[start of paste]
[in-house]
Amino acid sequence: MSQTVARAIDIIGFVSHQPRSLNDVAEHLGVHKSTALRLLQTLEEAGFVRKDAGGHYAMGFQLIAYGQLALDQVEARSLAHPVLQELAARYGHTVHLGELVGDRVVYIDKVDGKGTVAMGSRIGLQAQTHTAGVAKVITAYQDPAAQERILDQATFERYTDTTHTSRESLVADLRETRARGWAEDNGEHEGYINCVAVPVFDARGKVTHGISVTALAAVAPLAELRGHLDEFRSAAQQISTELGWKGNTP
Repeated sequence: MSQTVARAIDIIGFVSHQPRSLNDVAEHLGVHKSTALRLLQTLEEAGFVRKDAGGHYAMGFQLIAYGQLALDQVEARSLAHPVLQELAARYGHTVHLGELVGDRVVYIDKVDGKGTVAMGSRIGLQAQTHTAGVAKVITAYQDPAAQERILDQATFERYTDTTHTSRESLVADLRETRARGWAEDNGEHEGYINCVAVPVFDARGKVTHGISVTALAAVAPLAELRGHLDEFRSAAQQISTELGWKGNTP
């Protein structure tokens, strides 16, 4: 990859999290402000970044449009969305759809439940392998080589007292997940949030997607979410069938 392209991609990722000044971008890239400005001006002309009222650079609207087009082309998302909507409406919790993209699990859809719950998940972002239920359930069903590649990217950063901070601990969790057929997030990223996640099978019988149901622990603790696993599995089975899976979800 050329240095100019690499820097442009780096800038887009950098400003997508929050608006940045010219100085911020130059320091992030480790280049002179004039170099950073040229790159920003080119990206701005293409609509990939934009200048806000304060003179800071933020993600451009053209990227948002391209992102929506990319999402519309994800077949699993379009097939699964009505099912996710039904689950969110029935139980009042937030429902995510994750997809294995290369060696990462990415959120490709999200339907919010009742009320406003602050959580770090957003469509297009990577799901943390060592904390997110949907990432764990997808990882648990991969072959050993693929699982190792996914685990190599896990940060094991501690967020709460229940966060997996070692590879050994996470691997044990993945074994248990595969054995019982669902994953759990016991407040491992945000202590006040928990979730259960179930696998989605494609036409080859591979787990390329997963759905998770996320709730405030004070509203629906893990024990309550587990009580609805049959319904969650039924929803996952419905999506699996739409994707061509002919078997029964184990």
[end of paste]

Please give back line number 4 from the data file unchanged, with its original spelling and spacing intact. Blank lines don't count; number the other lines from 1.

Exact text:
């Protein structure tokens, strides 16, 4: 990859999290402000970044449009969305759809439940392998080589007292997940949030997607979410069938 392209991609990722000044971008890239400005001006002309009222650079609207087009082309998302909507409406919790993209699990859809719950998940972002239920359930069903590649990217950063901070601990969790057929997030990223996640099978019988149901622990603790696993599995089975899976979800 050329240095100019690499820097442009780096800038887009950098400003997508929050608006940045010219100085911020130059320091992030480790280049002179004039170099950073040229790159920003080119990206701005293409609509990939934009200048806000304060003179800071933020993600451009053209990227948002391209992102929506990319999402519309994800077949699993379009097939699964009505099912996710039904689950969110029935139980009042937030429902995510994750997809294995290369060696990462990415959120490709999200339907919010009742009320406003602050959580770090957003469509297009990577799901943390060592904390997110949907990432764990997808990882648990991969072959050993693929699982190792996914685990190599896990940060094991501690967020709460229940966060997996070692590879050994996470691997044990993945074994248990595969054995019982669902994953759990016991407040491992945000202590006040928990979730259960179930696998989605494609036409080859591979787990390329997963759905998770996320709730405030004070509203629906893990024990309550587990009580609805049959319904969650039924929803996952419905999506699996739409994707061509002919078997029964184990």